Board members tackled new strategies to hire additional staff, as well as efforts to create a more inclusive curriculum for middle schoolers.  

On Monday, Nov. 9, when the Lake Oswego School Board went to Westridge Elementary School for a meeting and work session, the most prominent conversation centered around celebrating current employees while also attracting new ones with financial bonuses.

Since the start of the academic year, the district has experienced a steady shortage of staff, specifically in temporary teachers and special education instructors. The school district has just over 20 open positions spanning from athletics to nutrition services. To make up for the scarcity, many employees are working overtime.

In an attempt to alleviate their labor shortage, Superintendent Jennifer Schiele proposed a $500 signing bonus for all employees hired before Dec. 31.

This bonus excludes new bus driver hires, as those individuals are employed by Student Transportation Authority rather than the district. However, it was noted during the meeting that STA will grant a $3,500 hiring bonus to new drivers.

In addition to the $500 signing bonus, Schiele proposed a reward of $750 for all current staff members who worked during the pandemic.

"Now as we enter into month 20 of COVID, it's even more important to continue to care for and bolster those who have gone above and beyond to make Lake Oswego's student learning possible. Our teachers and staff are at the heart of who we are, and we are committed to supporting them," she said. "These bonuses are intended to thank our current and future employees, from our custodians who work tirelessly to follow COVID cleaning protocols to keep our students safe in school to the teachers who found new ways to reach a classroom."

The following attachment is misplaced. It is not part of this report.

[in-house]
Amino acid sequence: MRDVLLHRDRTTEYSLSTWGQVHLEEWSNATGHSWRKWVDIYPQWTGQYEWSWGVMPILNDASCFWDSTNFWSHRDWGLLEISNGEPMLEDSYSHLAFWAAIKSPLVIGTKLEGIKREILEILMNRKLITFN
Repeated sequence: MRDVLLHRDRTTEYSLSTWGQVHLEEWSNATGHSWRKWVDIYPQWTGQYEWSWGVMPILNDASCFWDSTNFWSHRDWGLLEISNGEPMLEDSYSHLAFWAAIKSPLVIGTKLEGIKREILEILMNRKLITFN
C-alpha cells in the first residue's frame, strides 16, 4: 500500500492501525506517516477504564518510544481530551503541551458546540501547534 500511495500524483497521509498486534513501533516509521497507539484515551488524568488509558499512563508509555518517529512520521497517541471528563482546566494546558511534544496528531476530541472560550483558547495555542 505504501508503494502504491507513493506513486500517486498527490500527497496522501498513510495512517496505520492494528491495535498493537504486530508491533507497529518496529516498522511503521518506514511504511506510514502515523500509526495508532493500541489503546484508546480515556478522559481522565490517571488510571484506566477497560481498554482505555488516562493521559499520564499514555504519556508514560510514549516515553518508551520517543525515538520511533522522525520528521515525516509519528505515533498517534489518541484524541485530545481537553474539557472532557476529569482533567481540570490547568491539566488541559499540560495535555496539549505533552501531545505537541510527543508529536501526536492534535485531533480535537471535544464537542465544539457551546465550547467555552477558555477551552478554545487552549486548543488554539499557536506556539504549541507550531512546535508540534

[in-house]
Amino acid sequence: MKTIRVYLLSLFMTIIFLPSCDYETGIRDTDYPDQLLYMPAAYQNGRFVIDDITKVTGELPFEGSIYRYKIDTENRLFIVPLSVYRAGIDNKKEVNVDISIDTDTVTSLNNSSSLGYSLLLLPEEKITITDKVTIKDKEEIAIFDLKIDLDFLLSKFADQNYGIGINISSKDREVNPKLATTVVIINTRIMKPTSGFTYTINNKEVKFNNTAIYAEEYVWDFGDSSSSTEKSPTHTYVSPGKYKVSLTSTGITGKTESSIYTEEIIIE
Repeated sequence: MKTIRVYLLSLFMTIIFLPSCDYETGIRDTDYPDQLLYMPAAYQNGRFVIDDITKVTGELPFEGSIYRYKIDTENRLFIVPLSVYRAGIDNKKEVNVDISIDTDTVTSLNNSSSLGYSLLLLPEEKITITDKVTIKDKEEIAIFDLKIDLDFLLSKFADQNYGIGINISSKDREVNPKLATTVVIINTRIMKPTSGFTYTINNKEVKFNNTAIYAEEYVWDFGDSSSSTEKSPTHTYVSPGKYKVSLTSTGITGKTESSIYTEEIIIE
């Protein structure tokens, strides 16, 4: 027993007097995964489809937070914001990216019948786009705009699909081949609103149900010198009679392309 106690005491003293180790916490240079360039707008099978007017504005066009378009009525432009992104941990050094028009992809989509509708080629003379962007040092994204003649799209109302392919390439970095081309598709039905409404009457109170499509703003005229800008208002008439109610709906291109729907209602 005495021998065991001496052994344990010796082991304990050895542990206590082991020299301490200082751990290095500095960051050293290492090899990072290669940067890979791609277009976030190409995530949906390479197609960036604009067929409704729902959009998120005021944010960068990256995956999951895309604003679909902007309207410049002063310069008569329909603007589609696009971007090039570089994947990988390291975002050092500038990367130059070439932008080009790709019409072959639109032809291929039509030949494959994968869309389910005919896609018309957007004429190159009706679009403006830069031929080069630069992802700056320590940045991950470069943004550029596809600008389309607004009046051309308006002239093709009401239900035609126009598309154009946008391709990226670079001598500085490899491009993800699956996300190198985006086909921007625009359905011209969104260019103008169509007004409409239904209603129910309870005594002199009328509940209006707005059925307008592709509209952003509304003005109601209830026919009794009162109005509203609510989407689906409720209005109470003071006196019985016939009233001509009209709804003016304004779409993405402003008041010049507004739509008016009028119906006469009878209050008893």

Both proposals need approval from the classified department. It should take about a week to sort out, according to Communications Director Mary Kay Larson.

Literature tackles belonging

In an effort to showcase more diverse voices in literature, Lakeyshua Washington, the district's executive director of curriculum and instruction, introduced six books the district hopes to implement in middle school settings. The books tackle an array of topics such as immigration, diabetes and Indigenous residential schools. The books are available for viewing at the Lake Oswego administrative office in the boardroom.

Board member Neelam Gupta praised the books.

"I think they're just going to enrich our curriculum so much, and really speak to our strategic priority of creating a culture of belonging," she said.

The board will meet next at 6 p.m. on Nov. 30.

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